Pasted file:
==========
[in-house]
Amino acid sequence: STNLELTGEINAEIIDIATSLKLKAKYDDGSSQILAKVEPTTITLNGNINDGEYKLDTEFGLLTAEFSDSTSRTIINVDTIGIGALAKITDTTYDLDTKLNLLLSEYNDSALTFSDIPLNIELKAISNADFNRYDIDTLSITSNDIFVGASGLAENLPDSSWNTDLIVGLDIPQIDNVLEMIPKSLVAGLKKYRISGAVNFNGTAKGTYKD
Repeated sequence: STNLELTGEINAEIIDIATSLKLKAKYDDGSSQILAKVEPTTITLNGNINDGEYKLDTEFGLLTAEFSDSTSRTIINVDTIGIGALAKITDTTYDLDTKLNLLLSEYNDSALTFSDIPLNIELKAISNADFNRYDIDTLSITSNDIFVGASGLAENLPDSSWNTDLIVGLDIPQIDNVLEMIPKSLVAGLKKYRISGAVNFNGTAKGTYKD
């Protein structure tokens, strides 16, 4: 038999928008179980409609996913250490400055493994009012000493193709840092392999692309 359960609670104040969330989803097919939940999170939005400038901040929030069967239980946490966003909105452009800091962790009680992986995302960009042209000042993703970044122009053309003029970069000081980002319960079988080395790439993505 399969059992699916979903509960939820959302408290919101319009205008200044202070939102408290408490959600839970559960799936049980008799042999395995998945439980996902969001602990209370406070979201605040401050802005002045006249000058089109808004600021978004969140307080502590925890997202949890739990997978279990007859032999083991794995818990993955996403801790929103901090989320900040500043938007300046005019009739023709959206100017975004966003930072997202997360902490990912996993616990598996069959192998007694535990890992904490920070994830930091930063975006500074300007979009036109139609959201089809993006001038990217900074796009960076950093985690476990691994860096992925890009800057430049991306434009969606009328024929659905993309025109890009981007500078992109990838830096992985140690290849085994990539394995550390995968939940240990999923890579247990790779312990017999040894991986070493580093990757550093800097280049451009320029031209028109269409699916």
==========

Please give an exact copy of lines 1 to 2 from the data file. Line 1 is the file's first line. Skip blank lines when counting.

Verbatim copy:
[in-house]
Amino acid sequence: STNLELTGEINAEIIDIATSLKLKAKYDDGSSQILAKVEPTTITLNGNINDGEYKLDTEFGLLTAEFSDSTSRTIINVDTIGIGALAKITDTTYDLDTKLNLLLSEYNDSALTFSDIPLNIELKAISNADFNRYDIDTLSITSNDIFVGASGLAENLPDSSWNTDLIVGLDIPQIDNVLEMIPKSLVAGLKKYRISGAVNFNGTAKGTYKD